Portfolio investment flows freely between Australia and the rest of the world, with Australia having an open capital account and maintaining few capital controls, at least with respect to foreign portfolio investment. Australia’s inward foreign direct investment is screened for transactions deemed ‘contrary to the national interest’.[^37] Australia maintains a relatively restrictive regime based on the OECD’s measure of FDI restrictiveness. Australia’s restrictiveness score is above the OECD average and above the United States, although Australia is more open than New Zealand or Canada (Figure 13).[^38] The United States Studies Centre’s report Deal-breakers? Regulating foreign direct investment for national security in Australia and the United States suggests ways in which the regulation of FDI in Australia could be further liberalised by focusing the Foreign Investment Review Board process on national security as in the United States and leaving other policy issues to behind the border regulation on a national treatment basis.[^39]
Figure 13: OECD FDI Restrictiveness Index (0 = completely open, 1 = completely closed)
The ABS periodically surveys foreign-owned businesses in Australia when funded to do so by the Department of Foreign Affairs and Trade and the Australian Trade and Investment Commission. Foreign affiliate activity is not captured in conventional trade statistics, which are based on goods and services crossing borders, although it is captured indirectly through foreign investment statistics. This activity is summarised in Table 2. Majority foreign-owned businesses have increased their activity in Australia along most measures since 2010-11, with the exception of profits and liabilities. Table 3 shows the share of foreign and total business activity in 2014-15 attributable to US-owned firms.
Table 2: Foreign business activity in Australia (greater than 50 per cent foreign ownership), share of total business activity (%)
Table 3: US business activity in Australia, 2014-15
The tax system can serve as a barrier to trade in goods, services, capital and labour. Australia ranks 8th out of 35 countries on the Tax Foundation’s Index of International Tax Competitiveness, but only 27th for its corporate tax rate and 17th on international tax rules.[^40]
Australia’s corporate tax rates of 27.5 per cent and 30 per cent (depending on firm turnover) are above the OECD average rate of 23.7 per cent and the US rate of 21 per cent.[^41] Australia’s failure to lower its corporate tax rate for all companies to match similar reductions overseas is likely to inhibit inward foreign direct investment in particular.
As a large net importer of capital, foreign investors are the marginal investor in Australia. Lowering Australia’s corporate tax rate to 25 per cent, to be more comparable with Australia’s two largest investment partners, the United States and the United Kingdom, could be expected to increase foreign investment in Australia. Treasury’s analysis points to a 0.8 per cent long-term gain in gross national income from a reduction in the corporate tax rate to 25 per cent.[^42]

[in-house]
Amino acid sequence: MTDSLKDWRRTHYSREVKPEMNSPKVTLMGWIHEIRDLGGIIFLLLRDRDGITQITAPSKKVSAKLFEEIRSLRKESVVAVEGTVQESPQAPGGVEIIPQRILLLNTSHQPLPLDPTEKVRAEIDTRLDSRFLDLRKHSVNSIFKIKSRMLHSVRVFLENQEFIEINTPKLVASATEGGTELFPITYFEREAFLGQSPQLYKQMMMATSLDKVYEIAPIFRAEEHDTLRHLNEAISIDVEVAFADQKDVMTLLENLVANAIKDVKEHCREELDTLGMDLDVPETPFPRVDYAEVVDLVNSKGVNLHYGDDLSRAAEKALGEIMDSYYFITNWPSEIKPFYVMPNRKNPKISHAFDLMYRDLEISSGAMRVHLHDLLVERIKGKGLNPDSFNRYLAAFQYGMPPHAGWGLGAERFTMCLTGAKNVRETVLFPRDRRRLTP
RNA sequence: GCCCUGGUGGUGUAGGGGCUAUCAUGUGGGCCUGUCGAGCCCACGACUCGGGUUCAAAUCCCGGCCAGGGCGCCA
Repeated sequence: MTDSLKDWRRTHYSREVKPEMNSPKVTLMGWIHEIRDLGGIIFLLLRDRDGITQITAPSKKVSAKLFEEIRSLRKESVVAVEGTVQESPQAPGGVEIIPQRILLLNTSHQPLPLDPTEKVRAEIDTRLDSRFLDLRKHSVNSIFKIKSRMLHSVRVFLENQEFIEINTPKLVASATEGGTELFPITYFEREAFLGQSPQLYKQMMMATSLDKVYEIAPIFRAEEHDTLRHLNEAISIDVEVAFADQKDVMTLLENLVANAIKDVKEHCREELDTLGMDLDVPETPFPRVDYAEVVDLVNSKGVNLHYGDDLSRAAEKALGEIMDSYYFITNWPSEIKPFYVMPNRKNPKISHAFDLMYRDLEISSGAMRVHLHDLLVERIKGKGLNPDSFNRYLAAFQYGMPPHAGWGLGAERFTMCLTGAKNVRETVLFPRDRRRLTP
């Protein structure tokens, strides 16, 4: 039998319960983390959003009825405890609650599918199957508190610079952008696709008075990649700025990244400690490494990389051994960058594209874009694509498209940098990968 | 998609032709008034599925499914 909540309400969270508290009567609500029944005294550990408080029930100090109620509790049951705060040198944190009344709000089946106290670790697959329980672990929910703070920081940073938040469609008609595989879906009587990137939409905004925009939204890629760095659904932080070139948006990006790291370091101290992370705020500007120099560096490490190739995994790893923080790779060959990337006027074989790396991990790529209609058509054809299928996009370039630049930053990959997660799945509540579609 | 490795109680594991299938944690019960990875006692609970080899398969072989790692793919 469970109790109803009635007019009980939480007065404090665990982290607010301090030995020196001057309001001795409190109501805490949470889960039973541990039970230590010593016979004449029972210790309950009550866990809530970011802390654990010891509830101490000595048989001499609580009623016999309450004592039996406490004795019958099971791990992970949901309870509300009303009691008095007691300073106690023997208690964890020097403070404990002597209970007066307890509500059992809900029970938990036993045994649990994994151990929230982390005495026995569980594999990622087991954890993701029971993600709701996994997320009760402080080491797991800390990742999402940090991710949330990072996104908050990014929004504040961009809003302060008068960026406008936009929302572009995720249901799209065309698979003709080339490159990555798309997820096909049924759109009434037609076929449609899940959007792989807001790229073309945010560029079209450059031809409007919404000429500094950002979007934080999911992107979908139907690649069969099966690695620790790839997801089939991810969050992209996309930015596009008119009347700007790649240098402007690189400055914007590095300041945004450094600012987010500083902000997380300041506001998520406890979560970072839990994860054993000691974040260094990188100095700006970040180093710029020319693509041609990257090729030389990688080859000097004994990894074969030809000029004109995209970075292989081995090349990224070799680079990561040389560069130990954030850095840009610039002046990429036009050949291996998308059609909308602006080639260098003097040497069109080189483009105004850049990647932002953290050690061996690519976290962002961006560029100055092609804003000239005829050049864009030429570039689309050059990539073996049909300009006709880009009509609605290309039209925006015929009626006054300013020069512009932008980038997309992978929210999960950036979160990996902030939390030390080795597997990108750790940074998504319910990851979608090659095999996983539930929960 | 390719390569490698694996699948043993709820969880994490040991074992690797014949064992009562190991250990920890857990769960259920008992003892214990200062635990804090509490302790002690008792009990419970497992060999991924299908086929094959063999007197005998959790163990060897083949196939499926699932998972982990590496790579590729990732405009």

Economic policy uncertainty can act as a de facto trade barrier. The United States Studies Centre report, State of confusion: How policy uncertainty harms international trade and investment,[^43] quantifies the impact of economic policy uncertainty on Australia’s trade and investment volumes. The effects of economic policy uncertainty on trade volumes and FDI are not statistically significant, but there is a statistically significant negative effect on inward foreign portfolio investment. A one standard deviation increase in economic policy uncertainty in Australia lowers foreign portfolio investment by 0.8 per cent after three quarters. The State of confusion report contains policy recommendations for reducing economic policy uncertainty. These include increased use of rules-based approaches to policy formulation and implementation.
Cross-border migration flows are an important aspect of globalisation. There are well-established complementarities between trade, investment and immigration, although they can sometimes also be substitutes.[^44] It is no coincidence that the first era of globalisation from 1870 to 1914 broadly coincided with the age of mass migration from 1840 to 1914. The percentage of migrants as a percentage of the world population was little changed between 1900 and 1990. However, the period of increased globalisation during the 1990s saw an increase in migration due to the collapse of the former Soviet Union and the advent of visa-free movement in the European Union. Whereas the global stock of migrants ranged between 2.1 per cent and 2.3 per cent of the global population between 1960 and 1990, this has increased to around 3 per cent more recently, excluding refugees.[^45]